The time it takes for the uterus to heal after a myomectomy varies with patients, and it depends on
- The size and depth of the fibroid (myoma or leiomyoma)
- The number of fibroids
- Type of surgery
- Complications of the surgery
- Any underlying medical conditions, such as diabetes
No particular method has yet become widely accepted to assess the healing of the uterus after the myomectomy.
Who needs a myomectomy?
Myomectomy is a surgical procedure that removes fibroids from the uterus. Fibroids (also called leiomyoma) are noncancerous growths that commonly develop in women of childbearing age over the years. These may or may not cause symptoms, such as heavy bleeding during periods and feelings of heaviness, in the lower abdomen or pelvic region.
Doctors will prefer myomectomy to hysterectomy (surgical removal of the uterus) if
- You want to have children in the future
- You have a large fibroid or multiple fibroids that are affecting your chances of bearing a child
- You want to preserve your uterus
There are conservative (nonsurgical) options, such as GnRH agonist therapy and artery embolization therapy, that may help in the shrinking fibroid. If these options fail to reduce the size of the fibroid, myomectomy can be done to remove the fibroid.
What are the different types of myomectomy?
There are three main types of myomectomy. As per their experience, type of fibroid, and the patient’s preference, surgeons can perform myomectomy with any of the following approaches:
- Open myomectomy: This type of surgery is also known as laparotomy. In this surgery, the surgeon makes a single, large incision of about 6-12 inch over your lower abdomen to remove the fibroid from the uterus.
- Laparoscopic myomectomy: This type of surgery involves making a few (3-4) tiny incisions over the abdomen at first. Next, the surgeon inserts a long tube-like camera, known as a laparoscope, to visualize the uterus. The surgeon uses the remaining incisions to insert the surgical instruments to cut and remove the fibroids from the uterus.
- Hysteroscopic myomectomy: In contrast to the two approaches mentioned above, this type of myomectomy requires no incisions and makes use of the vaginal route to remove the fibroid from the uterus. A long tube-like camera known as a ‘hysteroscope’ is inserted through the vagina that goes through the cervix to reach the uterus. Instruments are inserted through the hysteroscope to remove the fibroid.
What is done before the myomectomy procedure?
Your doctor will see if you have a condition known as anemia, which is low hemoglobin (Hb) level or red blood cell count. Treatment of anemia is crucial to avoid excessive bleeding after myomectomy. Here is what the doctor can recommend to you:
- Iron and multivitamin tablets
- GnRH therapy (a hormonal therapy that will stop your menstrual periods till your surgery)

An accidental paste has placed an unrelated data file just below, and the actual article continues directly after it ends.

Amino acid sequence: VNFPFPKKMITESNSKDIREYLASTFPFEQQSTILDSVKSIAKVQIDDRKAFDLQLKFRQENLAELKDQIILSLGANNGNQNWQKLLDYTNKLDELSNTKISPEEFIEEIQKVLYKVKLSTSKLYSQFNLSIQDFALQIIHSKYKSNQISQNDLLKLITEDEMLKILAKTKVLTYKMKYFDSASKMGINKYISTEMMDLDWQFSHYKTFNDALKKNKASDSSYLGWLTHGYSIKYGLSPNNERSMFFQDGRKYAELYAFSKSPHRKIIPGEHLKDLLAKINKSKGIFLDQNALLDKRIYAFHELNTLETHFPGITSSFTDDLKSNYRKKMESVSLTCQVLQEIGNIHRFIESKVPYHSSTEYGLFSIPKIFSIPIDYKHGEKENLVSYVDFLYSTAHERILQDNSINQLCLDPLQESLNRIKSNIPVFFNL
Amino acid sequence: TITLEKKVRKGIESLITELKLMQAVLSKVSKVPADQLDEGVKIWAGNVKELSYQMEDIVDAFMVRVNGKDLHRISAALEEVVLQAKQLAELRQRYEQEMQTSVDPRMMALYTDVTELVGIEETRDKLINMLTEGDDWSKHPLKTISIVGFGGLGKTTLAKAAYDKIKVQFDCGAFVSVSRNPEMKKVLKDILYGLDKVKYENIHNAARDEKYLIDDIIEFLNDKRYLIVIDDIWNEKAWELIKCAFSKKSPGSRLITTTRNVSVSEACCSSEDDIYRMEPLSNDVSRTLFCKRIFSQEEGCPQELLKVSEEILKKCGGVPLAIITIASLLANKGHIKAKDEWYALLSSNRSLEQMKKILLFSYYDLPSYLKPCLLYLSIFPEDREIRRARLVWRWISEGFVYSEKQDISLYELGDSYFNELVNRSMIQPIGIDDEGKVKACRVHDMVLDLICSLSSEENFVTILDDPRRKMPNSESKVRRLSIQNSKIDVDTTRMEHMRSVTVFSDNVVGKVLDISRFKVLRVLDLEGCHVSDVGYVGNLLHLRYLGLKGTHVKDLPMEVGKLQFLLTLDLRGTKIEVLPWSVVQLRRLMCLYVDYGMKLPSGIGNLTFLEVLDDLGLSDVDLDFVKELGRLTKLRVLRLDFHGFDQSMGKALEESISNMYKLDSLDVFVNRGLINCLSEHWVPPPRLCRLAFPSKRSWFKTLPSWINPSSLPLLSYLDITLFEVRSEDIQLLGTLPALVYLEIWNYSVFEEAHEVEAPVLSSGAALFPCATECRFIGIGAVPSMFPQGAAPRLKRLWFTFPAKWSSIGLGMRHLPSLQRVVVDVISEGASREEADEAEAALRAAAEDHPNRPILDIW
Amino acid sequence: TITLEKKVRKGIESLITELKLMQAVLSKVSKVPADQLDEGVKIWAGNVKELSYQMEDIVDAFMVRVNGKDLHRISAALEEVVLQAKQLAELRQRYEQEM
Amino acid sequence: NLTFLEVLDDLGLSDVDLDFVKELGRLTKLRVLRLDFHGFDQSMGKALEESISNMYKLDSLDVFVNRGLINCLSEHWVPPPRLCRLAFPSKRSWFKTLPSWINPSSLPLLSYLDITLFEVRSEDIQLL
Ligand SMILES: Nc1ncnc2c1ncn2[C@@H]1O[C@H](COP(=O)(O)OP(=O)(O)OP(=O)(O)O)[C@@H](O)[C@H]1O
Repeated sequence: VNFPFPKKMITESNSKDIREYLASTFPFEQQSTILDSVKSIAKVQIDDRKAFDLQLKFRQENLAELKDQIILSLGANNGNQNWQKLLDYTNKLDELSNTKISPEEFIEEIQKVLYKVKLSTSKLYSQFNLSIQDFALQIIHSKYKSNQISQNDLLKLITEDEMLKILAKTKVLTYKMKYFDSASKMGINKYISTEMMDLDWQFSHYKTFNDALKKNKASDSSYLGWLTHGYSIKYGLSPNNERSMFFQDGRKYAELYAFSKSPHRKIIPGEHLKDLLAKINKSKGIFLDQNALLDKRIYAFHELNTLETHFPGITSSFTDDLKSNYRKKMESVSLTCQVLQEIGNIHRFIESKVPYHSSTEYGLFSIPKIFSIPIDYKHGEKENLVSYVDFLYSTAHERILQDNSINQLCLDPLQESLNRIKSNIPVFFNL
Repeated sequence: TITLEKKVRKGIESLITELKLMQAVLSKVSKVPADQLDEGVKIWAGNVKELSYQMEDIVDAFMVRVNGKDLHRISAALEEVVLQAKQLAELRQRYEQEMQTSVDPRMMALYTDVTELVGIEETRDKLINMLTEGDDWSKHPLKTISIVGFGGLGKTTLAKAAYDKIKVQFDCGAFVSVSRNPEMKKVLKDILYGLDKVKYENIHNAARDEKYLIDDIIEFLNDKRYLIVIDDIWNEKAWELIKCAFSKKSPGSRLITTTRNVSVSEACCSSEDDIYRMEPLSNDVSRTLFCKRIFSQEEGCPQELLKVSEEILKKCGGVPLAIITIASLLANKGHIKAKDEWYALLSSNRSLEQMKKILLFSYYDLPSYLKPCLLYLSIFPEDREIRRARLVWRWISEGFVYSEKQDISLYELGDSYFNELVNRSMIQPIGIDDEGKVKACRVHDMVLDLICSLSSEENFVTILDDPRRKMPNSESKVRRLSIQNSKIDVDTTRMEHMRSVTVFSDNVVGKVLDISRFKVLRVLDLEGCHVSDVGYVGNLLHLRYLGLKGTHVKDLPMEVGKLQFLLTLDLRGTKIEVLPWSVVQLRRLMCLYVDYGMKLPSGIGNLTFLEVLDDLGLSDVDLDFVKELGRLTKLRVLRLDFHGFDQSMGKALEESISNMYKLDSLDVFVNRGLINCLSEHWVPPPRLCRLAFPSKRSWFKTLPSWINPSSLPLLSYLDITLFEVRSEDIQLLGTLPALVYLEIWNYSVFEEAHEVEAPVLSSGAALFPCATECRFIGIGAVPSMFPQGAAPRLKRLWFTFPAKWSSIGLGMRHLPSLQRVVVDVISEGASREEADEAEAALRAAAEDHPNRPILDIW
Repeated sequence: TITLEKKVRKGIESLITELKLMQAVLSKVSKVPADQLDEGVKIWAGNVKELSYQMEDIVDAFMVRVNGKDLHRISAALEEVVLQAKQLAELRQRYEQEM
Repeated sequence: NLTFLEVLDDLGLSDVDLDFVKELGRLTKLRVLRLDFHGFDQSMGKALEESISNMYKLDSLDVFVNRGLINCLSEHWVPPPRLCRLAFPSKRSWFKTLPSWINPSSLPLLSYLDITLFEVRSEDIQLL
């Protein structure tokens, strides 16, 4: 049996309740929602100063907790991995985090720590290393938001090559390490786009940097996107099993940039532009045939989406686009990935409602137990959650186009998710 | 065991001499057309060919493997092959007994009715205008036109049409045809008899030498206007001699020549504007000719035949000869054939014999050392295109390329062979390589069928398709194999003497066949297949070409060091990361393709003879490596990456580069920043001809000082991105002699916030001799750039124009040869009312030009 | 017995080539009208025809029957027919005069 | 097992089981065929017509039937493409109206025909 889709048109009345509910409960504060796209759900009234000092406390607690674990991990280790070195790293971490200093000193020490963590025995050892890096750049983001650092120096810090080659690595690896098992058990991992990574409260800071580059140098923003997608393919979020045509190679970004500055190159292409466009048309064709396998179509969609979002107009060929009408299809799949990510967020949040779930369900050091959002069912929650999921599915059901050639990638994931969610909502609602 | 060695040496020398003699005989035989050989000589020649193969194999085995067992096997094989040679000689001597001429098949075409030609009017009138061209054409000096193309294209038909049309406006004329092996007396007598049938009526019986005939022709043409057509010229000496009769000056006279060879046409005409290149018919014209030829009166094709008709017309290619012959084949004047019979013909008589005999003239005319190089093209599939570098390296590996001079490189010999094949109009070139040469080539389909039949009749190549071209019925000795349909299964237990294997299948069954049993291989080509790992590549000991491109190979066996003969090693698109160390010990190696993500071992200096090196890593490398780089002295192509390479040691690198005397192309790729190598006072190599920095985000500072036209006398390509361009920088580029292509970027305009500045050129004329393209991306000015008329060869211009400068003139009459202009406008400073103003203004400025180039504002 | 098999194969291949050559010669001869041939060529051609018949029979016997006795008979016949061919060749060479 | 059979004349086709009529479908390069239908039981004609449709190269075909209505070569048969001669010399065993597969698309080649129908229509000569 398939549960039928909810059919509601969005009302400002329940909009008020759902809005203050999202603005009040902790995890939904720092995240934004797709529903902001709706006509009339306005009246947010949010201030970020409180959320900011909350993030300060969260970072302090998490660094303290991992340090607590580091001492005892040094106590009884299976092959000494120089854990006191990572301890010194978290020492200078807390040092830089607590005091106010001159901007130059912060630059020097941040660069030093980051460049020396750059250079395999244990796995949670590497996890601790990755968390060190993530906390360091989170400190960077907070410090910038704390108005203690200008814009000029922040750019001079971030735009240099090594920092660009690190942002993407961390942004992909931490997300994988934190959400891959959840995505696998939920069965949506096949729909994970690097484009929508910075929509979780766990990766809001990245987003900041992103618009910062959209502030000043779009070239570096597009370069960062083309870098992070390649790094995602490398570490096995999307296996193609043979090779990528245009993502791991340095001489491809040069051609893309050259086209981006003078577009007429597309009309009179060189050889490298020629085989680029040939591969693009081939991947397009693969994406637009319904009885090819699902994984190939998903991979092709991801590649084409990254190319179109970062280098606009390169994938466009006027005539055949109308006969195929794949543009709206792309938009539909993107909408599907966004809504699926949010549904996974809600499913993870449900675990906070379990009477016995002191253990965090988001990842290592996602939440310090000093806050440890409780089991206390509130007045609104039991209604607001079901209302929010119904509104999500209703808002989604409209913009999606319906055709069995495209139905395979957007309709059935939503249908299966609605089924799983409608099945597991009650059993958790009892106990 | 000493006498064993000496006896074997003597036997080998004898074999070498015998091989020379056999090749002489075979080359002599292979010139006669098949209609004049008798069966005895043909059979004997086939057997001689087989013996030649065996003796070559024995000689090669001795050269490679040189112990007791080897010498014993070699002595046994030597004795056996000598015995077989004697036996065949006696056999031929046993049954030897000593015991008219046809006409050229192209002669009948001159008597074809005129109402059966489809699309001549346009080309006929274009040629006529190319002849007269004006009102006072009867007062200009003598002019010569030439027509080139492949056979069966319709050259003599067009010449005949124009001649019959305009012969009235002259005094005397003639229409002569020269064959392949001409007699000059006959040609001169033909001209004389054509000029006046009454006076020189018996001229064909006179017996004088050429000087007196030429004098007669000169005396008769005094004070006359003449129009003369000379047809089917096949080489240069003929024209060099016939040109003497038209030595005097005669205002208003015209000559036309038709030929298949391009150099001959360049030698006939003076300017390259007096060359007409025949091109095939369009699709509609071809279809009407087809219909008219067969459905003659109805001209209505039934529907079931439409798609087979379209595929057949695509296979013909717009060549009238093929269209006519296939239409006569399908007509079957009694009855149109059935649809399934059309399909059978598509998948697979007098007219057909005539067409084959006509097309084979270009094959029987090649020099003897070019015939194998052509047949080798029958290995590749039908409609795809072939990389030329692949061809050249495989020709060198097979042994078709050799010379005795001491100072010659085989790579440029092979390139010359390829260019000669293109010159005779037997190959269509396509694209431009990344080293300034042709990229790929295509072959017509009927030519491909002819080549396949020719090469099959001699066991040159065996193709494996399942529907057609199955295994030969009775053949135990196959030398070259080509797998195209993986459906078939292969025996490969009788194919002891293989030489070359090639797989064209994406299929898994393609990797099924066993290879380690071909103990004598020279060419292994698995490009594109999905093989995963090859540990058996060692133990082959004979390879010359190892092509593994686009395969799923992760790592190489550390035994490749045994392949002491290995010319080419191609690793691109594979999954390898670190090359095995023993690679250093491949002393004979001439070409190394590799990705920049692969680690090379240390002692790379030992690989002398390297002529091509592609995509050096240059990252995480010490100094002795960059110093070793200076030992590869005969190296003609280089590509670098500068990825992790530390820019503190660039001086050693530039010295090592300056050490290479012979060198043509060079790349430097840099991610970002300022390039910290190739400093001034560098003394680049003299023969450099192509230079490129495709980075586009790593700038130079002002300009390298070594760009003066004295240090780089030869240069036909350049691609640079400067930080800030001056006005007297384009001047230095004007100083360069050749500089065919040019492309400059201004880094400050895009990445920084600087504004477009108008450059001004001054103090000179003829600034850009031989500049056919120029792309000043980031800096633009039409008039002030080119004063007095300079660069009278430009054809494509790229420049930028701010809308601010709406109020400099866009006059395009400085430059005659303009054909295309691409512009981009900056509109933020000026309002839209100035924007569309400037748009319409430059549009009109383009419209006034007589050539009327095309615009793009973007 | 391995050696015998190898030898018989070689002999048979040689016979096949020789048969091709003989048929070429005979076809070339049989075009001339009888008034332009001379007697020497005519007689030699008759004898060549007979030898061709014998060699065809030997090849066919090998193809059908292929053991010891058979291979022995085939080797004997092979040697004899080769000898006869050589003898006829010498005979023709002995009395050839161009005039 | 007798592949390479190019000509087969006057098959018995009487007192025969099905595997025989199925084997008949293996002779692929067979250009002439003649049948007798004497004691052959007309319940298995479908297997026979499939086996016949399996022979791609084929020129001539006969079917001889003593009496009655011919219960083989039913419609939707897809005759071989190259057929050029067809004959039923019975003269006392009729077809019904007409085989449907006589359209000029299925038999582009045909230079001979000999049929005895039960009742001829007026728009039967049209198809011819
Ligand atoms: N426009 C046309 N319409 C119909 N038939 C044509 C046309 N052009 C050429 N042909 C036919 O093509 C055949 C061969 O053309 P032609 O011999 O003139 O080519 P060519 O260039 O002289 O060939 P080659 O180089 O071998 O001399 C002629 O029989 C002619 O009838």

You will usually get admitted a night before the surgery and will be asked to not eat or drink anything for at least 8 hours before the surgery (in case of abdominal myomectomy). Your doctor will instruct you when you should stop eating or drinking. Hysteroscopic myomectomy can generally be performed as an outpatient procedure. Your doctor will tell you when to get admitted.
Follow your doctor’s instructions regarding medicines that need to be stopped before the surgery.
What is done after the myomectomy?
You are shifted to the surgical ward or the intensive care unit and observed for a few to several hours after the surgery.
If you have been given general anesthesia, you may feel sleepy or drowsy for a few to several hours, and so, you would not be allowed to ambulate for that period.
You will be allowed to eat only after you have your first bowel movement after the surgery.
Your hospital stay can last for 1-4 days depending on the type of surgery you had; it is shorter in case of a laparoscopic myomectomy and hysteroscopic myomectomy.
What are the complications of myomectomy?
Myomectomy carries a low chance of developing complications. Possible risks include:
- Internal bleeding or vaginal bleeding: There is a rare chance of bleeding during the operation for which a blood transfusion is sometimes needed.
- Infection of the surgical site: A short course of antibiotics will help fight off the infection.
- Damage to the surrounding organs: Surgeons are generally successful in fixing this during the surgery.
- Scar formation: Bands of scar tissue (adhesions) can develop after the surgery.
- Anesthetic risks: You may suffer from side-effects of anesthesia, which can be dealt with in the operative room.
- Hysterectomy: This is rare but may happen in cases when the size of the fibroid encompasses the whole of the uterus and removal of the entire uterus cannot be avoided.
- Chances of cesarean delivery: If you become pregnant after a myomectomy that was done for deeply embedded fibroids, chances are that doctors will recommend a cesarean delivery.
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Myomectomy. Available at: https://www.mayoclinic.org/tests-procedures/myomectomy/about/pac-20384710
Myomectomy. Available at: https://my.clevelandclinic.org/health/treatments/15448-myomectomy/
Tinelli A, Hurst BS, Mettler L, et al. Ultrasound evaluation of uterine healing after laparoscopic intracapsular myomectomy: An observational study. Human Reproduction. 2012 Sep 1;27(9):2664-70.
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